Harvard Heart Letter

Married women less likely to succumb to heart disease

Women who live with a spouse or a partner are just as likely as unmarried women to develop heart disease. But married women are a little less likely to die from the disease, a study in BMC Medicine reports.

Researchers tracked more than 730,000 women who were part of a large British study of women's health. After a follow-up of nearly nine years, married women were less likely to die of heart disease, even after accounting for things like age and socioeconomic status, which could have influenced the results. But the absolute difference was small. As the study's lead author explained, the results suggest that over 30 years, about three in 100 married women would die from heart disease compared with about four in 100 women who are not married or living with a partner.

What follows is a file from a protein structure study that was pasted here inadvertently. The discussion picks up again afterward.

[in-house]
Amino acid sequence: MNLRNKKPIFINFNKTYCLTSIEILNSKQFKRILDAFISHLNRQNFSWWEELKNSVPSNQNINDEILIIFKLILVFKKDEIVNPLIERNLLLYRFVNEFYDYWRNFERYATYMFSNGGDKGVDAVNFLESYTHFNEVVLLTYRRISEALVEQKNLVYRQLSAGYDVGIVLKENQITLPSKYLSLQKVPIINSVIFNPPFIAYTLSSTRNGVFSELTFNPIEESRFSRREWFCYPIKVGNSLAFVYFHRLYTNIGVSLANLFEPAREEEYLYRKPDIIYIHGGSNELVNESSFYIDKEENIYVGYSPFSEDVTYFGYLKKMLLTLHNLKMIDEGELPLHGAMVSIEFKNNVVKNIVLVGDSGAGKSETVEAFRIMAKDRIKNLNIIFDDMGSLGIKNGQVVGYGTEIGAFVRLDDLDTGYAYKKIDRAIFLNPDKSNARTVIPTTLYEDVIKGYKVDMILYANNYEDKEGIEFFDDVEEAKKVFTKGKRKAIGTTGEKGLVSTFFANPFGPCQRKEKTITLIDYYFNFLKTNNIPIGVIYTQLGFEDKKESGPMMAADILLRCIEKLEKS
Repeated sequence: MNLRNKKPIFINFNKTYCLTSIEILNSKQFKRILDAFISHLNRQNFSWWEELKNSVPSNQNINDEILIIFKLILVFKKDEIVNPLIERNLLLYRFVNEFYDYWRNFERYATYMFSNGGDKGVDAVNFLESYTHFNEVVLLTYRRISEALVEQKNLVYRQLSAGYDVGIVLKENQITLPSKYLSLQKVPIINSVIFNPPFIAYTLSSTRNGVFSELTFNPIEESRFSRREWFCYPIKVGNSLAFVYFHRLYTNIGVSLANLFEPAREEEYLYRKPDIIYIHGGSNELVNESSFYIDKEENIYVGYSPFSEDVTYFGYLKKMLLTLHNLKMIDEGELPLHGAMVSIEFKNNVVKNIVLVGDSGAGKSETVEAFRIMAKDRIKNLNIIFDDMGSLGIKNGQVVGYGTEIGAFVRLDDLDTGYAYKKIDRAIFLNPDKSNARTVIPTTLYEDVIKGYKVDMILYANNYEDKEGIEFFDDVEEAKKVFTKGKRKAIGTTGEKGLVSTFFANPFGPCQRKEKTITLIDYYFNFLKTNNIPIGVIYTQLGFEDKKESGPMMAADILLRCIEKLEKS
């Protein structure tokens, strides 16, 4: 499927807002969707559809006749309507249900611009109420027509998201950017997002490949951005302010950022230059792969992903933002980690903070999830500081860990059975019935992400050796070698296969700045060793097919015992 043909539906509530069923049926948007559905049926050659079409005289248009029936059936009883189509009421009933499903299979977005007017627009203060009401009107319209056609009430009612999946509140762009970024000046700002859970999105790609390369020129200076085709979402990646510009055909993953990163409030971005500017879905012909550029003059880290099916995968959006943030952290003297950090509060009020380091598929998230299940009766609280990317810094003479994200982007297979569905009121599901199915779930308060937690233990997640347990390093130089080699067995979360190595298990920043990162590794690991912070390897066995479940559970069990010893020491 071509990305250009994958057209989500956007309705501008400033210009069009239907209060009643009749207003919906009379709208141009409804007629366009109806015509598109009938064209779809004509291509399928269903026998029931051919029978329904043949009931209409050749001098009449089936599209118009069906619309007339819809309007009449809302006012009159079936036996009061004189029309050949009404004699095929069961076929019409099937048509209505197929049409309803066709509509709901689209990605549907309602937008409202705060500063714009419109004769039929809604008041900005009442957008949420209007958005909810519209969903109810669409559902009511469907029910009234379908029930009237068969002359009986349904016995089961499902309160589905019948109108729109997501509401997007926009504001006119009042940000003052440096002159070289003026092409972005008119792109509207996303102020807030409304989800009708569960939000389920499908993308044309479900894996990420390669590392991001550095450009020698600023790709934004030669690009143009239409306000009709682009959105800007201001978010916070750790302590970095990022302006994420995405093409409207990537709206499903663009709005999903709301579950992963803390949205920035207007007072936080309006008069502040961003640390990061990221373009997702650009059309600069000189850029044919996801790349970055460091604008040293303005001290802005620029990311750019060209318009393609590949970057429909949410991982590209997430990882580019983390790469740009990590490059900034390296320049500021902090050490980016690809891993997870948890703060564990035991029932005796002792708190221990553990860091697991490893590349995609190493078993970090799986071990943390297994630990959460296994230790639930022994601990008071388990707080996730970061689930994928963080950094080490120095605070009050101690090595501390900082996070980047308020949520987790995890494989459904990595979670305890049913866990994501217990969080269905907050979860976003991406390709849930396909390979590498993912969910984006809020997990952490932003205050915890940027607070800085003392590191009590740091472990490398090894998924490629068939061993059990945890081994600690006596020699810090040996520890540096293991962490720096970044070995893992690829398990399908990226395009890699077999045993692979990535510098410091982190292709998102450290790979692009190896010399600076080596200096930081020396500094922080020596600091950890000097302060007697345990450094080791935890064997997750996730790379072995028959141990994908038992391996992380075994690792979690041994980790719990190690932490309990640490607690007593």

Earlier research has noted a similar trend in men. Experts cite several possible explanations. For example, spouses may encourage their partners to take medication, follow healthy habits, and seek early treatment for symptoms.

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